15 September, 2012

Italy: Day 4 - Perugia e Massaggia e Mangia

Today, we visited the city of Perugia. This is much more substantial in size, from what I could tell, than Gubbio. Gubbio is quaint. Perugia is impressive. One can walk around Gubbio in an hour, and feel like all of the major sites of the old town have been seen. This is not so in Perugia. Not only did we not cover all of it, it's large enough that one can easily get lost walking or driving around.

Once you get to understand the basic architectural styles of an era, each new town or street or structure starts to become another example of the pattern. But, the details are what makes something beautiful. Sometimes, the most impressive things are the degree of preservation, or the actual layout of things. And the deepest level of beauty doesn't come from the purely physical structures at all. It comes from this representation of the ways things used to be, preserved so amazingly well. Though, I guess that's not entirely true, since much of Europe (and especially Italy) is a hodgepodge of Roman era and newer European style. In some cases, even older elements are seen. And I have no freaking clue what I'm talking about, so you should just skip past this to the part about the massage. The most impressive thing about Perugia, to me, was that there is an ancient Roman Medieval (correction by Sue Jones) city, on top of which the new city has been built. So you can enter these "tunnels" that have completely ancient-looking structure, and then you come out the other end of the tunnel, and you're in "modern" Perugia (which was still built a long, long time ago). I tried to photograph it. I tried to video it. But there was no way to capture it and get the sense of how amazing it was. Unless, of course, you were to use Sue's video camera, which seemed to do a perfect job of capturing how amazing it was.

We went to a couple of shops, and the women tried on shoes. Then we got gelato. Wandered around. Sat on some steps of a cathedral. Watched a wedding. Watched people from all over the world. Then tried to find our way back to the van, which was successful, eventually.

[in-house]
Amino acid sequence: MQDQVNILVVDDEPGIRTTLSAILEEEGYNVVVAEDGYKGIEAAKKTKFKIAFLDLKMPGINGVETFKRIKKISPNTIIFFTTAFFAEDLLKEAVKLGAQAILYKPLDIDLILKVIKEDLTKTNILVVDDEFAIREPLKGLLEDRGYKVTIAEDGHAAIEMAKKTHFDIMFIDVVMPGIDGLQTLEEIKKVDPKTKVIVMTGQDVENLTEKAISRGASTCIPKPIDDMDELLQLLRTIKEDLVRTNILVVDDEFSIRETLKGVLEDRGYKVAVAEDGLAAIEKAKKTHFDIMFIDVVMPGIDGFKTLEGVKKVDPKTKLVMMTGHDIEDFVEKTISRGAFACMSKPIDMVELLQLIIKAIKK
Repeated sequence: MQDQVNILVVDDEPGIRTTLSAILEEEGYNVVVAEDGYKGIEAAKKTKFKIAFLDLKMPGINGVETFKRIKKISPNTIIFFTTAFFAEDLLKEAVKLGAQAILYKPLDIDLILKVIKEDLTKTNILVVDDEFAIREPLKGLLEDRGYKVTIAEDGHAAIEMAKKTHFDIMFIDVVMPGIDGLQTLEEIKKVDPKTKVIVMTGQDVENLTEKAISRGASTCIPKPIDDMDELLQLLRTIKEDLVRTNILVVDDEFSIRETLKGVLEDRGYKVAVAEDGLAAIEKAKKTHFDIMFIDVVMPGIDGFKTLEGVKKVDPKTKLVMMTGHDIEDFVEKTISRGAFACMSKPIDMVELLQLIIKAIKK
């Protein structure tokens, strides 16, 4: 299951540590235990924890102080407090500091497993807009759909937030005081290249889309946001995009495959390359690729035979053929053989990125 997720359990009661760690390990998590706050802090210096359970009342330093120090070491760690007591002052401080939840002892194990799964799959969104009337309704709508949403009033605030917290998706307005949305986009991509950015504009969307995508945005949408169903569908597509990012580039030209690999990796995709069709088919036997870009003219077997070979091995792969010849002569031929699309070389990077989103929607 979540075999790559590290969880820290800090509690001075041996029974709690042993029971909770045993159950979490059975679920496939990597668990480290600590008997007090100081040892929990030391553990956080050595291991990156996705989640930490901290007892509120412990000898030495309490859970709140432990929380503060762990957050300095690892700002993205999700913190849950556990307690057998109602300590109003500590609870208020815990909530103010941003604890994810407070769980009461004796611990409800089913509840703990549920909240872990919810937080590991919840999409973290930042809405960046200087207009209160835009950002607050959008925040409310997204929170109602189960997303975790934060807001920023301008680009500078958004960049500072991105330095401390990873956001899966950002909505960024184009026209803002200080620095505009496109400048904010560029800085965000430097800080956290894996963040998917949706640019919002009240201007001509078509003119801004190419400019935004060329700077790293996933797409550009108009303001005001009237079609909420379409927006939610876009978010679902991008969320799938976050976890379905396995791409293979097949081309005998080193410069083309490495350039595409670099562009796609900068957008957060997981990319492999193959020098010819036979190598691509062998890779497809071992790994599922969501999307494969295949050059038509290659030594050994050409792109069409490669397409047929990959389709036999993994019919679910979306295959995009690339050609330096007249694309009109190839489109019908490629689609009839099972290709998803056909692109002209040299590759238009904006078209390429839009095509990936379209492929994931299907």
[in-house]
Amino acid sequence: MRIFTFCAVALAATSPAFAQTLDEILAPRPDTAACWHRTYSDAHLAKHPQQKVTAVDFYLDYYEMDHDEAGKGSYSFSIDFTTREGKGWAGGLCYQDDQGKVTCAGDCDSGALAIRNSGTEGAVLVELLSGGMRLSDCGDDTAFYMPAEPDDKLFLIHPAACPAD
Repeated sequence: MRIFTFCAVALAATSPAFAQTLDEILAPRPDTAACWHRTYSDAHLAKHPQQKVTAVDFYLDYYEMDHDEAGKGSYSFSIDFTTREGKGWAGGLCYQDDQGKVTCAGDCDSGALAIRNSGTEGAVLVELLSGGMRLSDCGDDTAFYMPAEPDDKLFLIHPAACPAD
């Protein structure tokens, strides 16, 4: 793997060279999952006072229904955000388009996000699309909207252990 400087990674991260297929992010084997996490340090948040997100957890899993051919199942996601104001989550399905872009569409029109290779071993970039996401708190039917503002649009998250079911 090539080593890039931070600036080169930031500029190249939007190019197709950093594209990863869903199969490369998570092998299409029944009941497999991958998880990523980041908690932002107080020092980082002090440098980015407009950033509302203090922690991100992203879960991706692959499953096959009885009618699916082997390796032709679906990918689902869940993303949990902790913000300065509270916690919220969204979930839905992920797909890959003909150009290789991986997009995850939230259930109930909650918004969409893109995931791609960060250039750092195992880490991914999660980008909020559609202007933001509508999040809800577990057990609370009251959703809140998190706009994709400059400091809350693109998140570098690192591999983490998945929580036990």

In the afternoon, I had my second massage from a woman who is a visiting masseuse here at Locanda del Gallo. She's originally from London (I think), but mostly lived in California, and then moved to Maui, and sounds like she's from Perth. So there you go. It was my second massage with her. The first one, was a standard "Swedish" relaxation massage, which was great. I decided to give "Deep Tissue" massage a try for the second session, and she spent over an hour working on knots in my upper back and shoulders, and soreness in my low back. 

One thing I have failed to mention much about is the food. Every day, we have three meals at Locanda del Gallo, prepared by the chef, Jimmy, who is from Sri Lanka. He is an incredibly friendly guy, and prepares interesting meals every day. Typically, breakfast consists of a selection of cereals, granola, yogurt, breads to toast, prosciutto, swiss cheese, fruits, coffee, juices, jams, cakes, and eggs (if you request them). Lunches have included salads, pastas (always handmade), bruschettas of various sorts. Today, we even had dal and rice. There are no rules about what's on the menu, and it is definitely not limited to Italian fare. Dinners are always 3 courses, consisting of a handmade pasta dish with some type of interesting sauce, a meat dish, ranging from baked fish, to beef in wine sauce, to eggplant and meat cakes. Finally, a decadent dessert, be it pineapple cake, chocolate cake, or raspberry mousse. One really cannot complain. And, importantly, they have figs. Lots of figs. Fresh ones. Ripe ones. Growing outside where you can pick them at your leisure. Served with every meal. I have never tasted anything like these figs, and honestly didn't know a fresh fig could be this desirable, since I have probably only eaten ones that were sub-par.

So that's the story of today. More tomorrow.

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